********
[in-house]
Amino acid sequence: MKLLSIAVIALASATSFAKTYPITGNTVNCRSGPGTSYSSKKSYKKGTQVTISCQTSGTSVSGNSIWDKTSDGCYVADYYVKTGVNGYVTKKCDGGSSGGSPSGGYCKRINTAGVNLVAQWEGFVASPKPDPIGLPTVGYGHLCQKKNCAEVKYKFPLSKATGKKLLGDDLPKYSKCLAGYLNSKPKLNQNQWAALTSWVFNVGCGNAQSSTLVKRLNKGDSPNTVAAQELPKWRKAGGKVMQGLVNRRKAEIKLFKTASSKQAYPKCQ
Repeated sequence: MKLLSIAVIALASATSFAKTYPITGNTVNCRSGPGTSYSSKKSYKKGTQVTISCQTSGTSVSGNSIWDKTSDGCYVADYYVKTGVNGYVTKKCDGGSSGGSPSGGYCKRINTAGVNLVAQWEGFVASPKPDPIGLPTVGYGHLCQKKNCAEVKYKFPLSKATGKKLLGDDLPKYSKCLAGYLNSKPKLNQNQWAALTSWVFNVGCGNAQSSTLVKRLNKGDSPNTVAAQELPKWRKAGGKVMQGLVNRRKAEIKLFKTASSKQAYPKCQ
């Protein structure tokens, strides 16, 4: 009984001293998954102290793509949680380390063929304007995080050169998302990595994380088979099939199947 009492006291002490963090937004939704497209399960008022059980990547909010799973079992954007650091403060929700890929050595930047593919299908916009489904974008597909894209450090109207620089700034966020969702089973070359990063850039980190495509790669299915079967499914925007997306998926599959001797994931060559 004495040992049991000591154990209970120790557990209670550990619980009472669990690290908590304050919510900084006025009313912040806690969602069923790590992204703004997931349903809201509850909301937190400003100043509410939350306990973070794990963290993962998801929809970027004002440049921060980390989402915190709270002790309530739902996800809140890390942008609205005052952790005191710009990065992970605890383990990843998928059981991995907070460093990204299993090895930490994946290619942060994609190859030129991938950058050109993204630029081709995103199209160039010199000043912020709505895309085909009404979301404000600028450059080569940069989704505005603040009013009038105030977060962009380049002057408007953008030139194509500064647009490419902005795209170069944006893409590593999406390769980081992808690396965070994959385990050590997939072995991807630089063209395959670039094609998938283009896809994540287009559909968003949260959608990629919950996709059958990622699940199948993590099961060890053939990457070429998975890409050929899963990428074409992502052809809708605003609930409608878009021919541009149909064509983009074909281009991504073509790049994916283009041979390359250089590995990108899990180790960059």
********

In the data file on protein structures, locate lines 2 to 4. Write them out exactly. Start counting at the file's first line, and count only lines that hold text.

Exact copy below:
Amino acid sequence: MKLLSIAVIALASATSFAKTYPITGNTVNCRSGPGTSYSSKKSYKKGTQVTISCQTSGTSVSGNSIWDKTSDGCYVADYYVKTGVNGYVTKKCDGGSSGGSPSGGYCKRINTAGVNLVAQWEGFVASPKPDPIGLPTVGYGHLCQKKNCAEVKYKFPLSKATGKKLLGDDLPKYSKCLAGYLNSKPKLNQNQWAALTSWVFNVGCGNAQSSTLVKRLNKGDSPNTVAAQELPKWRKAGGKVMQGLVNRRKAEIKLFKTASSKQAYPKCQ
Repeated sequence: MKLLSIAVIALASATSFAKTYPITGNTVNCRSGPGTSYSSKKSYKKGTQVTISCQTSGTSVSGNSIWDKTSDGCYVADYYVKTGVNGYVTKKCDGGSSGGSPSGGYCKRINTAGVNLVAQWEGFVASPKPDPIGLPTVGYGHLCQKKNCAEVKYKFPLSKATGKKLLGDDLPKYSKCLAGYLNSKPKLNQNQWAALTSWVFNVGCGNAQSSTLVKRLNKGDSPNTVAAQELPKWRKAGGKVMQGLVNRRKAEIKLFKTASSKQAYPKCQ
């Protein structure tokens, strides 16, 4: 009984001293998954102290793509949680380390063929304007995080050169998302990595994380088979099939199947 009492006291002490963090937004939704497209399960008022059980990547909010799973079992954007650091403060929700890929050595930047593919299908916009489904974008597909894209450090109207620089700034966020969702089973070359990063850039980190495509790669299915079967499914925007997306998926599959001797994931060559 004495040992049991000591154990209970120790557990209670550990619980009472669990690290908590304050919510900084006025009313912040806690969602069923790590992204703004997931349903809201509850909301937190400003100043509410939350306990973070794990963290993962998801929809970027004002440049921060980390989402915190709270002790309530739902996800809140890390942008609205005052952790005191710009990065992970605890383990990843998928059981991995907070460093990204299993090895930490994946290619942060994609190859030129991938950058050109993204630029081709995103199209160039010199000043912020709505895309085909009404979301404000600028450059080569940069989704505005603040009013009038105030977060962009380049002057408007953008030139194509500064647009490419902005795209170069944006893409590593999406390769980081992808690396965070994959385990050590997939072995991807630089063209395959670039094609998938283009896809994540287009559909968003949260959608990629919950996709059958990622699940199948993590099961060890053939990457070429998975890409050929899963990428074409992502052809809708605003609930409608878009021919541009149909064509983009074909281009991504073509790049994916283009041979390359250089590995990108899990180790960059």